A man who has been employed at a working men’s club since the age of 14 nearly brought it to a halt after stealing £11,000.
James Barker, 23, of Barley Cop Road, Lancaster, was employed in a financial role at the Jubilee Working Men’s club in Slyne Road, Torrisholme, Morecambe, which almost had to cease trading after 80 years, Preston Crown Court was told.
The court heard heard on one occasion when asked about the state of affairs he replied: “ I can tell you now its not in my a*se pocket.”
But he later admitted theft by an employee following a two year probe.
Barker had worked firstly as a glass collector then bar person and then in February 2011 he started part time, elected as the club secretary before helping with bookkeeping when another member of staff fell ill.
Prosecuting, Richard Archer said other staff became the targets of rumour and gossip.
He said: “In February 2013 when the bookkeeper was off work through illness it was decided Mr Barker would stand in and effectively take over the running of the financial affairs of the club.
“They would communicate on a weekly basis.
“It came to the club’s attention in August 2013 there were issues with the accounts and a discrepancy with what they had expected to be shown in the ledger or accounts and the frequency with which money was being taken to the bank.
“He was asked to explain and account for the discrepancies and he said he was struggling in his role, that the accounting methods were complicated and disorganised.
“But the club investigated matters further.”
The court heard they brought in an accountant to look at what had gone on, who found cheques and money the club had received had not been recorded in the ledgers.
There was a 24 day period where no money was paid in at all.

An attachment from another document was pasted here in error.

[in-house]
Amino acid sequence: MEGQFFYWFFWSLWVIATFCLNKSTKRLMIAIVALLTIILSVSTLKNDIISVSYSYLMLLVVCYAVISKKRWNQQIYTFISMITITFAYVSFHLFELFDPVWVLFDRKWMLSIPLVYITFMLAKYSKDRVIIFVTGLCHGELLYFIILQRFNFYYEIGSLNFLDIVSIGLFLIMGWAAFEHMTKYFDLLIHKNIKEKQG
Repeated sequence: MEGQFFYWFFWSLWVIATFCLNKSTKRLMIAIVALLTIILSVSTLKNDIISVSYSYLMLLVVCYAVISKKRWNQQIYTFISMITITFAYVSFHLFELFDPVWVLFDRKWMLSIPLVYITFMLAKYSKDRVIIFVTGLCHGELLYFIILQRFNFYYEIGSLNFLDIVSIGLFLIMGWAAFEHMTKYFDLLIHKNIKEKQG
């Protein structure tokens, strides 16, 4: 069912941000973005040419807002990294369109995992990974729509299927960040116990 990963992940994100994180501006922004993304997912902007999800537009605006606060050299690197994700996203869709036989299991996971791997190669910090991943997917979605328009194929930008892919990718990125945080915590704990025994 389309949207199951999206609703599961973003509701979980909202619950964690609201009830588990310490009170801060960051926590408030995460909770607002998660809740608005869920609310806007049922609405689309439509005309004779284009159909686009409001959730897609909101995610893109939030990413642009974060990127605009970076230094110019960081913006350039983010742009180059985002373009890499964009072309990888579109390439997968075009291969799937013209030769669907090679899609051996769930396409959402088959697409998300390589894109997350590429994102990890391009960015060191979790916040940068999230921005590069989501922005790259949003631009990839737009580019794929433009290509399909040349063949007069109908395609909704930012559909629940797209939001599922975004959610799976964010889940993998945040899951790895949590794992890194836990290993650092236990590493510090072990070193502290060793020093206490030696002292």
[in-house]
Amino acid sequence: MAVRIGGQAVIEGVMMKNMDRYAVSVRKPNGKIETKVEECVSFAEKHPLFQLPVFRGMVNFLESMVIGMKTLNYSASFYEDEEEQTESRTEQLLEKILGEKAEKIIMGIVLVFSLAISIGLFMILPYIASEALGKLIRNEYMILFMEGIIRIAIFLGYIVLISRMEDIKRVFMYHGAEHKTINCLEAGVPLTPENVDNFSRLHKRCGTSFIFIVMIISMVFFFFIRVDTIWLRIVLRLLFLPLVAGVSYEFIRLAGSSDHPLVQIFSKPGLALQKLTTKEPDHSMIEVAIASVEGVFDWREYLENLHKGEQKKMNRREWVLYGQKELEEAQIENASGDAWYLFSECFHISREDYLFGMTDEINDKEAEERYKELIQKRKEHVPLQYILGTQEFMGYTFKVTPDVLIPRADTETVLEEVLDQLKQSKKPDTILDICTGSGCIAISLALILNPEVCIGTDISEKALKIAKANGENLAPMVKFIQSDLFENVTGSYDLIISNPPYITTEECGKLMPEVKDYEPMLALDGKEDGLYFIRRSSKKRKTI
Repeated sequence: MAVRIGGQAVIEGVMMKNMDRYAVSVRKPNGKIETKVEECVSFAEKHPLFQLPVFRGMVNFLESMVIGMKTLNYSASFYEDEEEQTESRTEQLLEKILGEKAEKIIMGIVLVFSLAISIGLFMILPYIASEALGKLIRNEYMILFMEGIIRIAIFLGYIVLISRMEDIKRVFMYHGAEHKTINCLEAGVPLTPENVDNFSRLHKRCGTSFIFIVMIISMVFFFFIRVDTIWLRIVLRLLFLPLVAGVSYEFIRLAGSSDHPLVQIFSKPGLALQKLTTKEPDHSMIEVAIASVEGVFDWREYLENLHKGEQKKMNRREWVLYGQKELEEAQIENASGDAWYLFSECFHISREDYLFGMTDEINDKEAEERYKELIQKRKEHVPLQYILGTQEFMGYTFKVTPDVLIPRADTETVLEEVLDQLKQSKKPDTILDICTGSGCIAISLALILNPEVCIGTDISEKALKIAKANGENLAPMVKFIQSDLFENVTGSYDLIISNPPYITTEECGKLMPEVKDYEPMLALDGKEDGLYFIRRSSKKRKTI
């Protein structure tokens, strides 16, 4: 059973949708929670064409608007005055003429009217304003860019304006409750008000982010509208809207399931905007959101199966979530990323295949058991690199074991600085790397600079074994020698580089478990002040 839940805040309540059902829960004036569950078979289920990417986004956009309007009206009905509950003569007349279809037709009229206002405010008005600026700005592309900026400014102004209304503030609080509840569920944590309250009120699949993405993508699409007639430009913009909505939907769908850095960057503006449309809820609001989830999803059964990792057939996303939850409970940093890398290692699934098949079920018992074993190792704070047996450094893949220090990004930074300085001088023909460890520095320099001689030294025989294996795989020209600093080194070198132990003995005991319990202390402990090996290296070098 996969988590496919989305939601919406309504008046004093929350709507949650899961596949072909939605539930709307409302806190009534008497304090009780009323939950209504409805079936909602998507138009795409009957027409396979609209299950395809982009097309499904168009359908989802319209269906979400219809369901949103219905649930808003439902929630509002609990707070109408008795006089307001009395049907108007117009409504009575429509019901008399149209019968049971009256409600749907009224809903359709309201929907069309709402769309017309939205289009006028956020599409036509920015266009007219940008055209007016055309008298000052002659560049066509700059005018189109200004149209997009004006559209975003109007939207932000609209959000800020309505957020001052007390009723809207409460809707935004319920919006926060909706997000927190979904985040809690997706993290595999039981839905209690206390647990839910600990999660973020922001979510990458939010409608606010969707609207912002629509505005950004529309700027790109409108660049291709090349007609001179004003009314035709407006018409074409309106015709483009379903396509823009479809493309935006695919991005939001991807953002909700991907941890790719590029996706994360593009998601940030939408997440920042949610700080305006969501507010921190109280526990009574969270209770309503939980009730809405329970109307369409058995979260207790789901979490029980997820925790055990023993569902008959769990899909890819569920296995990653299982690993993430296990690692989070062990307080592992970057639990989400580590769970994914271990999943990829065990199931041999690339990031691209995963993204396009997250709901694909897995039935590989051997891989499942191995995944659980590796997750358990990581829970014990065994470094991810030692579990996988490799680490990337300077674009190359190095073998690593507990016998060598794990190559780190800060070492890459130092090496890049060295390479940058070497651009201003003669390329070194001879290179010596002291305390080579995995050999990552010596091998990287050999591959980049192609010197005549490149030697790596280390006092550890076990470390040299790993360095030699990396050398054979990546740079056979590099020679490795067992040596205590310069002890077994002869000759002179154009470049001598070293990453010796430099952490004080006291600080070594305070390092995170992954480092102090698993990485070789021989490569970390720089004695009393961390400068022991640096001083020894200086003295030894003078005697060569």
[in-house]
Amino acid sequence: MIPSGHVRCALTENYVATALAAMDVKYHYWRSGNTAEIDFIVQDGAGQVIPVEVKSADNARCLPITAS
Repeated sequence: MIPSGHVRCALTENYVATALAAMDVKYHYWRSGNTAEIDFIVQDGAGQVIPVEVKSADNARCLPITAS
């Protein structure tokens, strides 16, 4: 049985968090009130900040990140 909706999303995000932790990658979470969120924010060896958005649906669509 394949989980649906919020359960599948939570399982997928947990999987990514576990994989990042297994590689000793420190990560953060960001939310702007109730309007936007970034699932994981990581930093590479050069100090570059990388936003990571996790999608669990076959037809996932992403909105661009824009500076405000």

He had also been paying himself an extra wage not authorised by the club, overpaying himself £2,145 between March and August 2013.
In September 2013 the Club and Institute Union were called in to investigate independently and there was a formal disciplinary hearing in which he was dismissed.
The office was searched after he was sacked and it came to light a wallet used by him contained a number of betting slips.
His bank account was examined and there were various cash deposits made.
He said they were the proceeds of successful bets. One, for £3,000, was substantiated by Betfred but others were not.
Wearing a blue suit, Barker, whose family members hold roles within the club, began to cry as his late grandfather, who was linked to the club, was mentioned.
The court heard it had cost the club further money to investigate the theft, and affected the club’’s reputation with suppliers who had not been paid.
Judge Pamela Badley said: “ This is a case where a small institution has been greatly affected by dishonesty.”
She told him she was “not impressed” that he had waited two years to take action to pay the money back.
She adjourned his sentence for issues surrounding paying the money back to be discussed and he will next appear for sentence on November 24.
Defending, Jonathan Lally said: “ He needs to make some concrete proposals. This is an extremely sad case because he has a significant family link to the club.
“He has had gambling issues.”